Choose one of the following ways to skin a component according to what you want to do. These approaches are listed from easiest to most difficult.

  • To change the skins associated with all instances of a particular component in a single document, copy and modify individual skin elements. (See Editing component skins in a document).

    This method of skinning is recommended for beginners, because it doesn't require any scripting.

  • To replace all the skins in a document with a new set (with each kind of component sharing the same appearance), apply a theme. (See About themes.)

    This method of skinning is recommended for applying a consistent look and feel across all components and across several documents.

  • To link the color of a skin element to a style property, add ActionScript code to the skin to register it as a colored skin element. (See Linking skin color to styles).

  • To use different skins for multiple instances of the same component, create new skins and set skin properties. (See Creating new component skins and Applying new skins to a component.)

  • To change skins in a subcomponent (such as a scroll bar in a List component), subclass the component. (See Applying new skins to a subcomponent.)

  • To change skins of a subcomponent that aren't directly accessible from the main component (such as a List component in a ComboBox component), replace skin properties in the prototype. (See Changing skin properties in a subcomponent.)

This section contains the following topics:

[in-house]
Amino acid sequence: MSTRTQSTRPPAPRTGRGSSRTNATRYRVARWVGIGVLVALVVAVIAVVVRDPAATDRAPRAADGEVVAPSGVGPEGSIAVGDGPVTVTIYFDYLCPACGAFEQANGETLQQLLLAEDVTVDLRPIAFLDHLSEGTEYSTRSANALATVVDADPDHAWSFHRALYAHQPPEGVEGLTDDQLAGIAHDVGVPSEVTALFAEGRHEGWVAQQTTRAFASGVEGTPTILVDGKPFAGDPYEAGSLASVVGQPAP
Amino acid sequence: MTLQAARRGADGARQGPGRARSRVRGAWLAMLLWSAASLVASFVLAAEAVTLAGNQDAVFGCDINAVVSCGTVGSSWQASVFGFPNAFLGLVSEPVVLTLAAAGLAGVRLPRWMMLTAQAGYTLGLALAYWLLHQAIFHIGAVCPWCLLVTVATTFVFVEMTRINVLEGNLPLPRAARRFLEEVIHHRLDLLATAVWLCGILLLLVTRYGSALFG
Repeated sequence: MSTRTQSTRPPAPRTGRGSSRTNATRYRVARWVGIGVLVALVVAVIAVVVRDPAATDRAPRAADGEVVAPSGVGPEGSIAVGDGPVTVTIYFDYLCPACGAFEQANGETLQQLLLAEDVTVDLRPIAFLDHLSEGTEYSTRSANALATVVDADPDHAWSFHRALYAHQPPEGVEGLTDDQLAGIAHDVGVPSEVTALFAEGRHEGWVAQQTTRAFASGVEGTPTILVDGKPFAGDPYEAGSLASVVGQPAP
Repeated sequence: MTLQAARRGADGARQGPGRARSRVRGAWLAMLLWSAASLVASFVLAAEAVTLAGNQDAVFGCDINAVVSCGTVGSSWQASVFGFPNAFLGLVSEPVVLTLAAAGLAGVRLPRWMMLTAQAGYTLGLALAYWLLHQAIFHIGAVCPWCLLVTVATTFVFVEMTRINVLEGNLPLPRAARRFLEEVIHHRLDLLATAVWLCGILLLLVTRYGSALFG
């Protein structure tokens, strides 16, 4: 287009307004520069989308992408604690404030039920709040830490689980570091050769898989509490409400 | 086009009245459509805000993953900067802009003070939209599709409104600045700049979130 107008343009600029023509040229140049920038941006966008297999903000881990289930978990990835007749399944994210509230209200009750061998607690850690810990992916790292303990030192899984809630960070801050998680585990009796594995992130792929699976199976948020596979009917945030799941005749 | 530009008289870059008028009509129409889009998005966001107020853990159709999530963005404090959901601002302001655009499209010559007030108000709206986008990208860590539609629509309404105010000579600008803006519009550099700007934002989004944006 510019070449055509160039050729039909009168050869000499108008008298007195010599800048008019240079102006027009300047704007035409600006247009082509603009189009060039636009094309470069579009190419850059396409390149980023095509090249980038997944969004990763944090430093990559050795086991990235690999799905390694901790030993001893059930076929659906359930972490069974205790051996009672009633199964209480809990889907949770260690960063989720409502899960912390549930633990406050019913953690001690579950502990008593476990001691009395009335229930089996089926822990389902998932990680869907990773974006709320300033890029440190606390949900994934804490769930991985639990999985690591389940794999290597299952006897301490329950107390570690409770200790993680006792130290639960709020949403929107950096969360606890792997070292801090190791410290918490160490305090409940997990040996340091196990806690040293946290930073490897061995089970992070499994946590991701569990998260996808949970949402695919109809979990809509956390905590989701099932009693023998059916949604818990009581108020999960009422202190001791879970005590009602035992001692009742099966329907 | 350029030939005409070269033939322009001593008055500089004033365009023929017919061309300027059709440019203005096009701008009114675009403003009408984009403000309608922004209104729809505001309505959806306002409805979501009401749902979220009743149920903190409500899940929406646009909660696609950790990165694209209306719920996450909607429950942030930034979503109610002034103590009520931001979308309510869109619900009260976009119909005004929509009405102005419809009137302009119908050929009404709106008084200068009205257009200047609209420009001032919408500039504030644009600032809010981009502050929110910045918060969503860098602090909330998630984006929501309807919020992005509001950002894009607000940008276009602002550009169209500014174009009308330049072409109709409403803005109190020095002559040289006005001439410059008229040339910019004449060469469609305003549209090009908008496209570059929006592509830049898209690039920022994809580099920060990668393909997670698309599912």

• Editing component skins in a document

  • Creating new component skins

  • Linking skin color to styles

  • Applying new skins to a component

  • Applying new skins to a subcomponent

  • Changing skin properties in a subcomponent

 

Editing component skins in a document

TOP

To edit the skins associated with all instances of a particular component in a single document, copy the skin symbols from the theme to the document and edit the graphics as desired.
The procedure described below is very similar to creating and applying a new theme (see About themes). The primary difference is that this procedure describes copying symbols directly from the theme already in use to a single document and editing only a small number of all skins available. This is appropriate when your modifications are all in a single document and when you are modifying skins for only a few components. If the edited skins will be shared in multiple documents or encompass changes in several components, you may find editing the skins easier if you create a new theme.